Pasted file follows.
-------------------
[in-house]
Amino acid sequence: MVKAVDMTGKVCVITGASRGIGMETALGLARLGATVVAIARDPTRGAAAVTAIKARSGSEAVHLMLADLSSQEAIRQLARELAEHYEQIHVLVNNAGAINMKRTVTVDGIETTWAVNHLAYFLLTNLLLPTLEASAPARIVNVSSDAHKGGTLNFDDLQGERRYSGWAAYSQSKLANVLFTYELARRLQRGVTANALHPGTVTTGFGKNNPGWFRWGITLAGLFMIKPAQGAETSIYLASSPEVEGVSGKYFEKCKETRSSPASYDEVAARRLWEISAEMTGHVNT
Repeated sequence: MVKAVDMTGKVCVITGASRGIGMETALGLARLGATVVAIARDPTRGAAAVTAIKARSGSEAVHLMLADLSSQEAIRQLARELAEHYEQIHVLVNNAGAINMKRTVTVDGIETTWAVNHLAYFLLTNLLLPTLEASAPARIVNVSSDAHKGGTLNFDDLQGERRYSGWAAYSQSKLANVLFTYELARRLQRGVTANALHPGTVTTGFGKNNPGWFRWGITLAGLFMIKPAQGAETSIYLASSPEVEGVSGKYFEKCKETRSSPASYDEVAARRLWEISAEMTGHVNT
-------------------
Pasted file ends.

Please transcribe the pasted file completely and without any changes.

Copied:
[in-house]
Amino acid sequence: MVKAVDMTGKVCVITGASRGIGMETALGLARLGATVVAIARDPTRGAAAVTAIKARSGSEAVHLMLADLSSQEAIRQLARELAEHYEQIHVLVNNAGAINMKRTVTVDGIETTWAVNHLAYFLLTNLLLPTLEASAPARIVNVSSDAHKGGTLNFDDLQGERRYSGWAAYSQSKLANVLFTYELARRLQRGVTANALHPGTVTTGFGKNNPGWFRWGITLAGLFMIKPAQGAETSIYLASSPEVEGVSGKYFEKCKETRSSPASYDEVAARRLWEISAEMTGHVNT
Repeated sequence: MVKAVDMTGKVCVITGASRGIGMETALGLARLGATVVAIARDPTRGAAAVTAIKARSGSEAVHLMLADLSSQEAIRQLARELAEHYEQIHVLVNNAGAINMKRTVTVDGIETTWAVNHLAYFLLTNLLLPTLEASAPARIVNVSSDAHKGGTLNFDDLQGERRYSGWAAYSQSKLANVLFTYELARRLQRGVTANALHPGTVTTGFGKNNPGWFRWGITLAGLFMIKPAQGAETSIYLASSPEVEGVSGKYFEKCKETRSSPASYDEVAARRLWEISAEMTGHVNT